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20 March 2015 @ 08:23 pm
NuWho Rewatch: Stolen Earth/Journey's End  
NLSS Child was hugely excited by the end of the pre-credits sequence to this, even though she had had to have the identities of Gwen and Ianto explained to her. I've observed before that things clearly designed to excite the fans, excite her even when she lacks the fannish context. So she was really excited by the convergence of all things Davies Doctor Who, and particularly impressed by the number of names appearing before the logo in the pre-credits sequence. She was also excited by the appearance of Davros and Sarah Jane in the same story (having watched the first episode of Genesis of the Daleks with us for the Randomiser but subsequently opted out of the rest of the story). In fact she was so excited I was a little concerned she would fall off the sofa, though in the event the worst that happened was she bounced on top of the keyboard for the computer that runs the telly and exited us out of the DVD*.

In my memory the central point of this episode was the way the Doctor weaponises his companions and, indeed, on the rewatch I had assumed that this was part of what episodes like The Sontaran Stratagem/Poison Sky and The Doctor's Daughter were building towards. But that actually feels like a fairly minor part of what is going on and the interesting point, one which the Doctor doesn't make (probably because he's angsting) is that what the companions have learned is that they must give the Daleks an opportunity to back down. Although, I note in passing, they give the Daleks informed choices while the Doctor tends to offer a choice without spelling out the consequences.

Having read The Writer's Tale I'm aware how late the scripts were for this and Davies' own dissatisfaction with the way Rose's story, in particular, is resolved. In this light some of the cracks do show rather. For instance the blue suit Doctor accurately identifies that much of Donna's attitude is bluster concealing a lack of self-confidence and but then, in spite of all the brilliant things Donna has genuinely done this season, the characters seem to stutter to halt unable to articulate what is so brilliant about her and, in the end, her specialness seems to rest more on the accident of the meta-crisis than on Donna's own qualities: her refusal to be cowed by people who think they are her betters, her refusal to accept defeat, her consistent compassion and ability to look for the people beneath the surface, her curiosity and quick wits.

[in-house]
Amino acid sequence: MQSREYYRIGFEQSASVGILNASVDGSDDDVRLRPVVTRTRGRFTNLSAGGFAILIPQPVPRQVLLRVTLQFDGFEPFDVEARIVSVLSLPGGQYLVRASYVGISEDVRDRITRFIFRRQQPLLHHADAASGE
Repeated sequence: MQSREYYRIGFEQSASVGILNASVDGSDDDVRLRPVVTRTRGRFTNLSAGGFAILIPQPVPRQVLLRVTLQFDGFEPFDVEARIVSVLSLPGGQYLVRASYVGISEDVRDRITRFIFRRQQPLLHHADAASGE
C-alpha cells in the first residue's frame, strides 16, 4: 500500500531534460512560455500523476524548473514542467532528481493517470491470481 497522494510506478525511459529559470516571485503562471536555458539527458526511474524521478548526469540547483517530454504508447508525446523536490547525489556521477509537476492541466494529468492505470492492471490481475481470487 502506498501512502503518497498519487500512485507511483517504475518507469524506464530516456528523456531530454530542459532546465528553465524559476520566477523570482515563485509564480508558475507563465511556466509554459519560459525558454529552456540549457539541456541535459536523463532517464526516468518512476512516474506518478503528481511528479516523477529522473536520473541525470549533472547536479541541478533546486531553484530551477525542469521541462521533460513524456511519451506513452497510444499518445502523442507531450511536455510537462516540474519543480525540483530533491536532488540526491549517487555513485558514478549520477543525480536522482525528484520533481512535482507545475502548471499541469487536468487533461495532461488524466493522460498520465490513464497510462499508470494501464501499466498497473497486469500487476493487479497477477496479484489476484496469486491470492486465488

Rose has to leave because Billie Piper isn't returning to the show but Davies continues to struggle to figure out a reason for her departure that isn't tragic. In the end, it does look a bit as though the Doctor, having moved on, is anxious to dump her back somewhere she can no longer reach him - blue suit notwithstanding. It also seemed odd that, by the end, the two Doctors were essentially insisting that they were identical when, earlier, there was this suggestion that blue suit had more than a little of Donna in him. It would have been nice to see more of that - blue suit as a distinct character - but of course that would undermine even further Rose's supposed happy ending.

One thing that did surprise me was how nostalgic this all made me feel. They are not quite the UNIT family, but the final assembly on the Tardis does feel a bit like the family of the Davies years. We will not get to see most of these characters again in Doctor Who, Moffat having his own ensemble to build (mostly the paternoster gang). It seems a particular shame that we see no more of Captain Jack who I never felt worked in Torchwood, but I always really enjoyed in Doctor Who for the lightness he brought to his episodes. But this is really a farewell to an era. It's going to straggle on for a few more episodes but the new broom is already looming on the horizon and Davies seems to know this. I realised I missed all these characters and it has been good to revisit them.

Having bounced through a good hour and a bit of Doctor Who, NLSS Child was reduced to floods of tears by Donna's fate even though, as she explained, she already knew what was coming being no stranger to YouTube (not to mention the "How to be a Time Lord" book supplied by Father Christmas). Post episode discussion included the observation that Martha had had the happiest ending, while Donna's had been the most tragic. Donna, she decided, was her favourite companion. I said Donna was also my favourite companion but that Tame Layman didn't like her. Tame Layman responded that she wasn't as bad as Rose but refused to elaborate on Rose's sins.

To be honest, I enjoyed this two parter a lot more than I expected to. A lot of it was the sheer enjoyment of revisiting a group of characters who vanished when Moffat took over, but then that was always a part of the point and to do the story credit it gives everyone an reasonable amount to do. All things considered it makes a good end to Davies time on the show, pulling a lot of plot threads (e.g. the Dalek storyline) and themes (the way the Doctor changes companions and they change him) together and rounding them off in a story with Davies' typical over-the-top ambition and eye for spectacle.

*In her defence she claims she merely moved a blanket that it happened to be resting on.

This entry was originally posted at http://purplecat.dreamwidth.org/149136.html.
 
 
 
wellinghallwellinghall on March 21st, 2015 07:55 pm (UTC)
I am amused by NLSS Child exiting you out of the DVD, and her feeble excuse defence for doing so :-)
louisedennislouisedennis on March 21st, 2015 08:02 pm (UTC)
I was pretty amused, and nothing was damaged so all was good.